About 56% of respondents agree with the need for the new quality organization.
One respondent, Margaret O'Kane, president of the National Committee on Quality Assurance, stresses that no one strategy, including IT expansion, will suffice to improve healthcare quality, but she describes overhauling payment to providers as essential to making any gains. "The payment system is going to have to change, so that you can't get by practicing 19th century medicine or management," she says.
O'Kane's views mirror nearly all survey respondents. Just 1% say fundamental payment reform is unnecessary. Forty-four percent say that pay-for-performance, touted by the CMS and many in the industry as a means of giving providers real incentives to adopt evidence-based medical practices, should be expanded.
An equal number of respondents say that it should be regarded as an important first step toward a more comprehensive payment overhaul. A quarter of respondents ask for an overhaul of reimbursement, but say that pay-for-performance strategies are an "unnecessary distraction." Almost as many do not see quality incentives as helpful or harmful, but agree with the demand for significant changes to healthcare reimbursement.
As it stands, financial incentives reward healthcare for procedures and treatment, not efficient care, O'Kane argues. The current political interest in expanding coverage has sparked debate over cost, quality and efficient utilization, she says. "There seems to be an understanding that quality and cost are not trade-offs. I just hope we can move forward."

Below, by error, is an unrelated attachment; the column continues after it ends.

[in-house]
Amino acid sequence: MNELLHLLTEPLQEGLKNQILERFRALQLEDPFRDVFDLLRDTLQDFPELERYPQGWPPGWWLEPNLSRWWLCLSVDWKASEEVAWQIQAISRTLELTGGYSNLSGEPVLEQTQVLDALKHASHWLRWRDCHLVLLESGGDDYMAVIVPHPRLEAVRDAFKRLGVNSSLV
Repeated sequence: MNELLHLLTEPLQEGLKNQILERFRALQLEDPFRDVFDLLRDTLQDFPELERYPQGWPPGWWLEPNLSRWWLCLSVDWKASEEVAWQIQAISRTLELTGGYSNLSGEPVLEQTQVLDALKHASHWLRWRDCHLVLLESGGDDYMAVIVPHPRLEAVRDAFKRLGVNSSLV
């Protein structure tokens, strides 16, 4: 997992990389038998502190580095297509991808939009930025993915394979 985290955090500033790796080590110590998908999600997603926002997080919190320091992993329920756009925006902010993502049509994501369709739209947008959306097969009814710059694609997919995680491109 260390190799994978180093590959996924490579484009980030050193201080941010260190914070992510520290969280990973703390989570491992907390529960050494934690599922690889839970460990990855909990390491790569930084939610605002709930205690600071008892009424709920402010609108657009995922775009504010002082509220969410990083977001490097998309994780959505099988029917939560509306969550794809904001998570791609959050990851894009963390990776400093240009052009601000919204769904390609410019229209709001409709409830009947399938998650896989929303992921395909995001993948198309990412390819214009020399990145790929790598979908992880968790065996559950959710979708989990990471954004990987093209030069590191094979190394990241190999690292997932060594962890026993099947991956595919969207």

O'Kane says she also considers financial incentives more likely than a Medicare mandate to win EHR adoption among Medicare providers.
Survey respondents favor financial incentives over voluntary industry measures as a strategy to improve healthcare quality. Two-thirds endorse a reward for Medicare beneficiaries who sign on for a so-called medical home, a regular provider who would coordinate patients' interaction with the healthcare system.
Nearly three-fourths say they support "Medicare payment reform" to maintain medical homes, including giving beneficiaries lower Part B premiums for using one.
Davis says the surveys support for medical homes, a national body to oversee and direct quality effortsas well as results that endorse further integration of solo and small physician practicesunderscores healthcare leaders' understanding that national healthcare reform must mean more than merely expanding insurance coverage.
"It's not just access, it's access to what?" Davis says.
This story initially appeared in this week's edition of Modern Healthcare magazine.
What do you think? Write us with your comments at [email protected]. Please include your name, title and hometown.